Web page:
Academic journal article Generations

Spiritual Intimacy in Later Life: Implications for Clinical Practice

Academic journal article Generations

Spiritual Intimacy in Later Life: Implications for Clinical Practice

Article excerpt

When my father died eight years ago, for some heartfelt reason, though the weren't observant I felt the need to say Kaddish, to make a connection, and came to my first Beth Israel Minyan. That was the beginning, my initiation into morning prayer and fellowship, an initiation that became a process-learning the service, the prayers, the songs. Our singing! Now that was revelation! Over the years I developed this certainty that every Monday and Thursday morning in Roanoke, God reaches out to Beth Israel Minyan, pulls our disparate voices up on strings, and creates heavenly melodies for the angels. Now I'm one-third of a breakfast triumvirate preparing bagels, lox, coffee cake, etc. for our loyal Minyanaires. We are proud that link by link, prayer by prayer, our Minyan has created a religious chain of belonging (She, 2000).

Any exploration of intimacy in the later years would be incomplete without looking at its intersection with spirituality. As the above passage about a minyan, or Jewish morning prayer and fellowship gathering, would suggest, spirituality is crucially important to large numbers of elders, yet is often neglected by both clinical and academic gerontologists. Spirituality creates, informs, and deepens many significant experiences. A sense of purpose, warm belonging, trustful sharing and increased human joy are among its benefits. As Natalie Sheffler describes so well above, "link by link, prayer by prayer," spiritual practice creates "a religious chain of belonging" that can serve as a powerful antidote for loneliness and despair.

Sheffler's words confirm what clinical practice and gerontology research in religion and aging have found-namely, that spirituality can be critically important to old people (Koenig, George, and Siegler,1988; Ramsey and Bliesznet,1999). Older adults today are highly interested in spirituality (Cornwall, 1989) and report more belief in God than do younger groups (Riley and Foner, 1968). Although as diverse as older adults themselves, spirituality in elders has some common dimensions: It is firmly anchored in religious community, it includes a full range of human affect, and it is commonly expressed in language that reflects the importance of interpersonal relationships (Ramsey and Blieszner, 1999). All three of these dimensions are particularly visible in the giving and receiving of compassionate help, help that occurs within the context of what Sheffler calls "comradeship," that is, intimate relationships with others.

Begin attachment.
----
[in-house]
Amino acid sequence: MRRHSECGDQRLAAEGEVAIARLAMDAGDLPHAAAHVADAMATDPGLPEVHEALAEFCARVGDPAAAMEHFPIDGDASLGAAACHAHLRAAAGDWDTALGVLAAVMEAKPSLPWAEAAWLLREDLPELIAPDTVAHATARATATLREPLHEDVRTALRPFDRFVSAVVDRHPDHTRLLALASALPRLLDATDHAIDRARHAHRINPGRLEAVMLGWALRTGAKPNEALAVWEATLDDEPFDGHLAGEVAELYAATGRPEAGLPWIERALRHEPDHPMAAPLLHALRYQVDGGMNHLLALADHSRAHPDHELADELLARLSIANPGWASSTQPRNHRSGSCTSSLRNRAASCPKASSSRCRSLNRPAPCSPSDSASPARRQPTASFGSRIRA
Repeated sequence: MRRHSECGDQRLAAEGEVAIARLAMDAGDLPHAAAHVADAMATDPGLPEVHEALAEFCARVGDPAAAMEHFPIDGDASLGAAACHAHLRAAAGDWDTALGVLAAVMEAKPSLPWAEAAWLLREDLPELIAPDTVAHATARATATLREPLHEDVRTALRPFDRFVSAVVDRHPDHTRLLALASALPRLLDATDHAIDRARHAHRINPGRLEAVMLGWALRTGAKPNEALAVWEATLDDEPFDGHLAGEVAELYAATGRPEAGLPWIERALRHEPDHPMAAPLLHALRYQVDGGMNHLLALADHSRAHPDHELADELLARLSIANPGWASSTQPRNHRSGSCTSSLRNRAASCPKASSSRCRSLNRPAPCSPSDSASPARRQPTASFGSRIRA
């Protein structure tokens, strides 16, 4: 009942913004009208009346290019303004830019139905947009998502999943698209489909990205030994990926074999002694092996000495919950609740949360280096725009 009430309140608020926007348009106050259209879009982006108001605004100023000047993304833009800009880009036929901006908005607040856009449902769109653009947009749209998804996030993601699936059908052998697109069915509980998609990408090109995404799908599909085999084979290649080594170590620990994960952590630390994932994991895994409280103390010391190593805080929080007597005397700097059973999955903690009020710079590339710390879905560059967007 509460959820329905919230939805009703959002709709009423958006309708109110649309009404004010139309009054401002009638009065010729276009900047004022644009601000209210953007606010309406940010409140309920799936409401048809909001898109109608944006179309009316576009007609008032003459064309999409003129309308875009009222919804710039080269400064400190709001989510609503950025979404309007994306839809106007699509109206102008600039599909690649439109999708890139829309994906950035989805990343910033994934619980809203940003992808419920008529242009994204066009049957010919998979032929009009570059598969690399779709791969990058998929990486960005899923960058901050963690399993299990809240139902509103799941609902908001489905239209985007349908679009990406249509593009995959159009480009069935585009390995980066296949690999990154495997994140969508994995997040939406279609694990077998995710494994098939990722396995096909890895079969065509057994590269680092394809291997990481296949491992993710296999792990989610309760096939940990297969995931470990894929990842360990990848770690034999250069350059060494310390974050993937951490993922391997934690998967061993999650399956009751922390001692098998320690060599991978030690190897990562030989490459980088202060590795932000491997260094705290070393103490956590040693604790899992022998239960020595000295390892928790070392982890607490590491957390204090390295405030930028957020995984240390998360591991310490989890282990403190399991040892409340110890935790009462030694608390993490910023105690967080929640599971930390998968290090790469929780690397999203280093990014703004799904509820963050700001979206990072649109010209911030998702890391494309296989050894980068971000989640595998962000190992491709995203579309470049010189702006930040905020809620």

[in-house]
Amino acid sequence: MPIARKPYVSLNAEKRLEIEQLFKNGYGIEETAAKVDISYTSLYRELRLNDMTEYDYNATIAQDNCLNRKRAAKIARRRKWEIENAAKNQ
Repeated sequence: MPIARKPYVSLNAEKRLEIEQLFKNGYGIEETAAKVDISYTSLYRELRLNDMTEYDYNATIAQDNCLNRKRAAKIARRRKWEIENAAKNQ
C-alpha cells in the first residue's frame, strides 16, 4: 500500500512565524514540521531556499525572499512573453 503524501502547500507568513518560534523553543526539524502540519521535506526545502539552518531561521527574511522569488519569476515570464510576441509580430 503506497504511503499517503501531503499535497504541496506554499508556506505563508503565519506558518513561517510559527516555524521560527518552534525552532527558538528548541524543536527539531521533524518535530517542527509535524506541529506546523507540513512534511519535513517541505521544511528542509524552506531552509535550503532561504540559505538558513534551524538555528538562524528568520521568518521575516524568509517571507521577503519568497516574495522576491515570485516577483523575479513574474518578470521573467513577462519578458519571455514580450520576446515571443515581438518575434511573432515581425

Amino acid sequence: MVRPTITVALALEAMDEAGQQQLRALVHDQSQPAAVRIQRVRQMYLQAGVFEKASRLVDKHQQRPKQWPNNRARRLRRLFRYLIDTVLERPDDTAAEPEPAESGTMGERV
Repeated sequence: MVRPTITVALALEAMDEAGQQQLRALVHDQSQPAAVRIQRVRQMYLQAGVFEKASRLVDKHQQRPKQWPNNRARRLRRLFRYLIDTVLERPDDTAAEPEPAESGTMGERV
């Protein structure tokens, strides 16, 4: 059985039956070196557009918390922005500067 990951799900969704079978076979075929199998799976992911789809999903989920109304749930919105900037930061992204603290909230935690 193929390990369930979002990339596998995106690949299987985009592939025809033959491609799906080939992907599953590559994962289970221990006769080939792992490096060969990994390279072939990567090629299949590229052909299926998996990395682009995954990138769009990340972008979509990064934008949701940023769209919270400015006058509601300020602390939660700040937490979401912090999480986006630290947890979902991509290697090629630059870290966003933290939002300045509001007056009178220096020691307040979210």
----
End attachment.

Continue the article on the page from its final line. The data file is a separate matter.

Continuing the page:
INTIMACY AND SPIRITUALITY

Intimacy, one rewarding aspect of close relationships, is difficult to define, but it certainly contains elements of affection, trust, and connectedness. We satisfy the strong need to be intimate, often without much conscious attention, through a combination of brief interactions (Prager,1995) and through ongoing, "soulful" relationships with friends and partners (Moore, 1994). The intimacy of friends is one of life's real treasures and remains, at best, a mystery. Comments Chick, narrator of Saul Bellows (2000) recent novel Ravelstein, "there are no acceptable modern terms for the discussion of friendship or other higher forms of interdependence." Yet, to fully serve older adults, dinical gerontologists must attempt to understand and describe what intimacy is, what forces can prevent or disrupt this experience, and what interventions might facilitate its growth.

The term spirituality also escapes precise definition, since it signifies different things to different people. Here, it refers to a direct, lived experience of inner searching that also involves a dynamic, animated relationship with a sacred reality. Spirituality is not the same as religion, although a spirit-filled man or woman shares many of the same goals as a religious person. Spirituality can never be institutionalized and resists being described in purely objective language. Under its power, a person's highest goal is "not to amass a wealth of information, but to face sacred moments" (Heschel, 1951). …

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